Sound — 8
Metal purists out there will be pleased to know that California's own Warbringer has brought back metal elements that reigned supreme during the 1980's. With its second album Waking Into Nightmares, the thrash band comes extremely close to sounding like many of the greats of the day, namely Megadeth, Exodus, and Slayer. While Warbringer still has room for growth in their core songwriting, Waking Into Nightmares will do an effective job of sending many a listener down memory lane. At the heart of it all is a set of musicians who operate together impeccably as one rhythmic unit, all the while throwing in a variety of spotlight moments (i.e., guitar solos, drum fills, etc). Knowing that Waking Into Nightmares has been produced by Exodus' Gary Holt, you do have a sense that you'll get more than a hint of vintage metal thrown in the mix. Warbringer does have its Exodus-like moments, it's still obvious that the band's influences are all over the board. A huge part in capturing that Warbringer sound are relative newcomers, drummer Nic Ritter and bassist Ben Bennett (who delivers some testosterone-driven vocals in the track Shadow From The Tomb). Considering that Waking Into Nightmares is their first go-round with the band, it certainly hits home just how tightly these guys already work as a rhythm section. The opening track Jackal draws you in, with its various crazy tempo changes and the ongoing Megadeth vibe that is created throughout. Comparing this track as well as others like Scorched Earth to Megadeth's work (Rust In Peace era, namely) is a huge compliment, particularly because it emphasizes the band's ability to balance the heaviest of rhythms with fast, yet melodic lead playing. You'll also find that a Slayer similarity pops up quite frequently, but this is probably most due to the fact that frontman John Kevill has a vocal delivery on par with Tom Araya. The lyrical content also adds to this effect, but the band as a whole never necessarily sounds quite as dark as Kerry King and the guys. You won't always hear an Iron Maiden influence in Waking Into Nightmares, but there is definitely a hint of that legendary British metal band in the track Senseless Life. What starts out as a relatively slower thrash number that builds in intensity becomes a melodic guitar fest for the ears at the end. Guitarists John Laux and Adam Carroll pull it all together to create simply amazing dual riff work. Other highlights include the use of breakdowns, which in this case, are never beaten to death. While some bands feel the need to include them in every song, Warbringer uses them sparingly.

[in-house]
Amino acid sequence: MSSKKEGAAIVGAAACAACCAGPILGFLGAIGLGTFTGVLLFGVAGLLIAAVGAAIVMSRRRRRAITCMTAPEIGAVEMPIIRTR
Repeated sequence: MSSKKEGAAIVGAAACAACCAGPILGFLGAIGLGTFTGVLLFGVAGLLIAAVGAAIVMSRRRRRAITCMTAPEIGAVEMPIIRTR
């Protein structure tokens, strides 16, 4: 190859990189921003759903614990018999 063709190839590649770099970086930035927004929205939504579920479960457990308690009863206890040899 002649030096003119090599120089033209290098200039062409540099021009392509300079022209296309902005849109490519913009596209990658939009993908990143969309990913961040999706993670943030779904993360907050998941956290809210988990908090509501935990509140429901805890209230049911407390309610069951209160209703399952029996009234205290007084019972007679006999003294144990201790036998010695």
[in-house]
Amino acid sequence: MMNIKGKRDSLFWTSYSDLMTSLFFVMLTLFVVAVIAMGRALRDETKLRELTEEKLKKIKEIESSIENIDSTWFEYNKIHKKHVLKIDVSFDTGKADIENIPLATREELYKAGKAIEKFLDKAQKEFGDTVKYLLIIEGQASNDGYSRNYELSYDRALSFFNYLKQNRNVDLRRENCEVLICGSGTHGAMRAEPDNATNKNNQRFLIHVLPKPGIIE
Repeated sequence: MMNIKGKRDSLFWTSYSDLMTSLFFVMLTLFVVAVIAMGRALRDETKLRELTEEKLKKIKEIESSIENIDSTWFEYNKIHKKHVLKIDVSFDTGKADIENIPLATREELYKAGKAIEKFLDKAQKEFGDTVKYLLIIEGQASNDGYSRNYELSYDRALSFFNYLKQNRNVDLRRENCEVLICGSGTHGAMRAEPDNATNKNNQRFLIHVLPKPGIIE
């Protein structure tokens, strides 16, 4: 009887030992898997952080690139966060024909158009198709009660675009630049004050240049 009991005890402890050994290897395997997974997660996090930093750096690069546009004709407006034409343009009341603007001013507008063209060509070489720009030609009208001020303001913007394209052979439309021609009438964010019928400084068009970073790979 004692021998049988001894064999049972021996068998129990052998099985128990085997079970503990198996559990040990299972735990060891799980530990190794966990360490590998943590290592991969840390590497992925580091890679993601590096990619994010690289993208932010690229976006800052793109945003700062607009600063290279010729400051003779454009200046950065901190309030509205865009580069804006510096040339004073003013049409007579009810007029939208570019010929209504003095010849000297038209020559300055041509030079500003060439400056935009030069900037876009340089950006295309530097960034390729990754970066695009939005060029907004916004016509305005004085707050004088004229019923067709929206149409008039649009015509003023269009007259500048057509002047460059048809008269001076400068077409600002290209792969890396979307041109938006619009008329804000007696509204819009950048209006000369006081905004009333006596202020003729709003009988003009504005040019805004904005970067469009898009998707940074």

Lyrics — 7
As was mentioned earlier, there are times on Waking Into Nightmares where you certainly are reminded of Slayer. The lyrical content doesn't delve into quite as many diabolic references as you might get with Slayer. You will, however, hear plenty of pissed-off content that often provides gory, depressing visuals. Whether in Prey For Death (Left alone to die; Under the sun there's nothing left; Prey for death) or Forgotten Dead (which provides many bloody instances of deaths by bayonets and other assorted weapons of war), Warbringer loves to inject their lyrics with a dark, violent, and somewhat cynical approach to life. It all is a throwback to many of the great thrash bands of the 80's, so it makes sense in the end.
Overall Impression — 9
Warbringer is making the rounds with some pretty impressive names in the thrash world, and rightfully so. Waking Into Nightmares does contain some very impressive moments, whether that be in the amazing Marty Friedman-like melodic solos to the stylized drum fills of Nic Ritter. As is the case with many a staple thrash band, a few of the tracks on the record tend to blend together. However, Warbringer does have enough creative, inspired moments during the course of the album that it certainly reinforces why this is a band to watch for in the future.